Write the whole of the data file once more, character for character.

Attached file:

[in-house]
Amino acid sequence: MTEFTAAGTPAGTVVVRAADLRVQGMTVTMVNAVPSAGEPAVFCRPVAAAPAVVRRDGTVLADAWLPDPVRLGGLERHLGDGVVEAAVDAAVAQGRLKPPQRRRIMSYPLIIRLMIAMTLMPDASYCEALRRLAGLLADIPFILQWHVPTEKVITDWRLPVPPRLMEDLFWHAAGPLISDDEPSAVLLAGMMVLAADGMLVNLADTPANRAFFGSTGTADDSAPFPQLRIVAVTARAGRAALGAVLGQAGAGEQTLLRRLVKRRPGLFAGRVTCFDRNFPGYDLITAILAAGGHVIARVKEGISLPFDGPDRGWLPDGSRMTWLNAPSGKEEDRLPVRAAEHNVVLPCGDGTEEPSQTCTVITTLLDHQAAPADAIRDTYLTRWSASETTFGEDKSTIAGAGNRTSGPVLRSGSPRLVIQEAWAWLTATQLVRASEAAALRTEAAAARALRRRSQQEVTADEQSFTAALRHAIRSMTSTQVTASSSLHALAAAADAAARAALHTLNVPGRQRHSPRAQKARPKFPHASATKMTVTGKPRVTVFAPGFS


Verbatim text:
[in-house]
Amino acid sequence: MTEFTAAGTPAGTVVVRAADLRVQGMTVTMVNAVPSAGEPAVFCRPVAAAPAVVRRDGTVLADAWLPDPVRLGGLERHLGDGVVEAAVDAAVAQGRLKPPQRRRIMSYPLIIRLMIAMTLMPDASYCEALRRLAGLLADIPFILQWHVPTEKVITDWRLPVPPRLMEDLFWHAAGPLISDDEPSAVLLAGMMVLAADGMLVNLADTPANRAFFGSTGTADDSAPFPQLRIVAVTARAGRAALGAVLGQAGAGEQTLLRRLVKRRPGLFAGRVTCFDRNFPGYDLITAILAAGGHVIARVKEGISLPFDGPDRGWLPDGSRMTWLNAPSGKEEDRLPVRAAEHNVVLPCGDGTEEPSQTCTVITTLLDHQAAPADAIRDTYLTRWSASETTFGEDKSTIAGAGNRTSGPVLRSGSPRLVIQEAWAWLTATQLVRASEAAALRTEAAAARALRRRSQQEVTADEQSFTAALRHAIRSMTSTQVTASSSLHALAAAADAAARAALHTLNVPGRQRHSPRAQKARPKFPHASATKMTVTGKPRVTVFAPGFS